Tonight, the singer will take us through two decades of his melodies
Relive the magic of ’90s pop music as Shaan takes centrestage at Phoenix Marketcity for the Alive India in Concert. “This event’s special focus is on indie songs. So I’ll sing quite a lot of my non-film songs, which I usually don’t do in concerts. These will include Tanha Dil, Aksar, Loveology and Bhool Ja. I’ll sing some Hindi hits too,” says the singer, who catapulted to fame in the ’90s with his pop albums.
The year 2015 also “sort of” marks his 25 years in the industry. “I had sung for Parinda (that released in 1989). It was just a line, Kitni Hai Pyari Pyari Dosti Hamari, and I was given credit for that. Wikipedia also mentions it (laughs). If you count that, it’s been 25 years,” says the 43-year-old.
What’s been the most memorable moment of his journey, we ask. “I think I am going to make memories in the coming years,” laughs Shaan. He has teamed up with composers Gourav Dasgupta and Roshan Balu to direct music for the upcoming Hindi films, such as Yaara, Great Grand Masti and Weekend.
As an afterthought, Shaan says he counts himself lucky that he has been able to stick around in Bollywood for this long. “I constantly meet hardworking people who have not got their due. My dad (late music director Manas Mukherjee) was extremely talented. But he didn’t see the success that he should have,” he says.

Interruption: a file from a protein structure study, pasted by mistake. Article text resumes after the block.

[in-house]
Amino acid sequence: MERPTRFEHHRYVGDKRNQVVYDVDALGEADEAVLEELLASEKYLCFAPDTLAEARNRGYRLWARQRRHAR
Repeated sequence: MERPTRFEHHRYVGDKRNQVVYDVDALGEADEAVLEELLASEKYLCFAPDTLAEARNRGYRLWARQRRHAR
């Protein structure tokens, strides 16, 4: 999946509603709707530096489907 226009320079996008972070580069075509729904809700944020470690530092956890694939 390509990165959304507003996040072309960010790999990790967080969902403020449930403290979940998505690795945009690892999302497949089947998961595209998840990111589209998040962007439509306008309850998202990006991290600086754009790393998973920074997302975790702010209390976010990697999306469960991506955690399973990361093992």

Does he have a favourite from the new crop of singers? The answer took some time to come. He says, “There are so many new voices, and they all bring different things to the table. But Arijit Singh has done well in last two years. He still surprises us with his tonality.” But he sees no female artiste close to the talent of Sunidhi Chauhan and Shreya Ghoshal even after all these years.
“Most of the new voices aren’t very different from each other. I mentioned Arijit, but Ankit Tiwari sounds similar to him. There is a lack of distinct voices today. For instance, when you hear Udit Narayan’s voice, you know it is his.”
He’s also been reflecting over the treatment of songs lately. “If you listen to Sonu Nigam, myself or even KK, there is a certain lightness in our songs. I find eternal sadness in the new songs (especially love songs). Every song doesn’t have to be intense. Love is a happy feeling. If you are telling someone I can’t live without you (referring to Tum Hi Ho), it’s a sweet thing. Don’t sing it like you’re going to die! Yes, the onus is also on the composers. Today’s music has gone into the gloomy rock space, which is unnecessary,” explains Shaan, who is known for his light songs such as Chand Sifarish, Jab Se Tere Naina, and Chaar Kadam.
December 4. At Whitefield. 7 pm. Tickets (`500 upwards)
— Barkha Kumari